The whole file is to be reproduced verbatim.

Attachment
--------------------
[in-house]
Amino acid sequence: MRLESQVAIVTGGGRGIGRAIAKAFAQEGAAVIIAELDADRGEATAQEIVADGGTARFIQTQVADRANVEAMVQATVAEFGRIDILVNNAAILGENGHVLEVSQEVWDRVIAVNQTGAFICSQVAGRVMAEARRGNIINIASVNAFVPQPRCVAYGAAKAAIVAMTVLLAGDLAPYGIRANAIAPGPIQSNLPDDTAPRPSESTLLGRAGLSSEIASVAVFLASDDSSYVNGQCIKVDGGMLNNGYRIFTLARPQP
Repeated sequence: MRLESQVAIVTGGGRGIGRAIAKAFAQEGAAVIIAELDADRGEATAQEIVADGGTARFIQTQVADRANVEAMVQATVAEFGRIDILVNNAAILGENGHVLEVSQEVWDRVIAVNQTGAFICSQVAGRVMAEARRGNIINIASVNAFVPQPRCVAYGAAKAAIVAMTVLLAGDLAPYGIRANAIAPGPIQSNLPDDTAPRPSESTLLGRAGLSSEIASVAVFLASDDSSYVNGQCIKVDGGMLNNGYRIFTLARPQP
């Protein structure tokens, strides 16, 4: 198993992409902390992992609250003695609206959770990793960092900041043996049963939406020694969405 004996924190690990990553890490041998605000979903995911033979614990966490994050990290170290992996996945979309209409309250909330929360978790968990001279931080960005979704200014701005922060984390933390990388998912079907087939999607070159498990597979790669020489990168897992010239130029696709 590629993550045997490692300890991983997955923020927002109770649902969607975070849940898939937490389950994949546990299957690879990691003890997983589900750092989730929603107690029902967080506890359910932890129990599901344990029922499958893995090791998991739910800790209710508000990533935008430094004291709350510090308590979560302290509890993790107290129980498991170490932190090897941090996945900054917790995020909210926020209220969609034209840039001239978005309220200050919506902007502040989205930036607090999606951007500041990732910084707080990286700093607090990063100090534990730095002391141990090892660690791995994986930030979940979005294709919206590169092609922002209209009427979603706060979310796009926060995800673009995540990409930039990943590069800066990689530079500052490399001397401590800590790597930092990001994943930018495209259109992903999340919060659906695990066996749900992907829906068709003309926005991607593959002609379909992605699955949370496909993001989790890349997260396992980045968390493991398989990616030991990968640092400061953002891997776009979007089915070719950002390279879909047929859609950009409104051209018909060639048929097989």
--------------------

[in-house]
Amino acid sequence: MRLESQVAIVTGGGRGIGRAIAKAFAQEGAAVIIAELDADRGEATAQEIVADGGTARFIQTQVADRANVEAMVQATVAEFGRIDILVNNAAILGENGHVLEVSQEVWDRVIAVNQTGAFICSQVAGRVMAEARRGNIINIASVNAFVPQPRCVAYGAAKAAIVAMTVLLAGDLAPYGIRANAIAPGPIQSNLPDDTAPRPSESTLLGRAGLSSEIASVAVFLASDDSSYVNGQCIKVDGGMLNNGYRIFTLARPQP
Repeated sequence: MRLESQVAIVTGGGRGIGRAIAKAFAQEGAAVIIAELDADRGEATAQEIVADGGTARFIQTQVADRANVEAMVQATVAEFGRIDILVNNAAILGENGHVLEVSQEVWDRVIAVNQTGAFICSQVAGRVMAEARRGNIINIASVNAFVPQPRCVAYGAAKAAIVAMTVLLAGDLAPYGIRANAIAPGPIQSNLPDDTAPRPSESTLLGRAGLSSEIASVAVFLASDDSSYVNGQCIKVDGGMLNNGYRIFTLARPQP
């Protein structure tokens, strides 16, 4: 198993992409902390992992609250003695609206959770990793960092900041043996049963939406020694969405 004996924190690990990553890490041998605000979903995911033979614990966490994050990290170290992996996945979309209409309250909330929360978790968990001279931080960005979704200014701005922060984390933390990388998912079907087939999607070159498990597979790669020489990168897992010239130029696709 590629993550045997490692300890991983997955923020927002109770649902969607975070849940898939937490389950994949546990299957690879990691003890997983589900750092989730929603107690029902967080506890359910932890129990599901344990029922499958893995090791998991739910800790209710508000990533935008430094004291709350510090308590979560302290509890993790107290129980498991170490932190090897941090996945900054917790995020909210926020209220969609034209840039001239978005309220200050919506902007502040989205930036607090999606951007500041990732910084707080990286700093607090990063100090534990730095002391141990090892660690791995994986930030979940979005294709919206590169092609922002209209009427979603706060979310796009926060995800673009995540990409930039990943590069800066990689530079500052490399001397401590800590790597930092990001994943930018495209259109992903999340919060659906695990066996749900992907829906068709003309926005991607593959002609379909992605699955949370496909993001989790890349997260396992980045968390493991398989990616030991990968640092400061953002891997776009979007089915070719950002390279879909047929859609950009409104051209018909060639048929097989």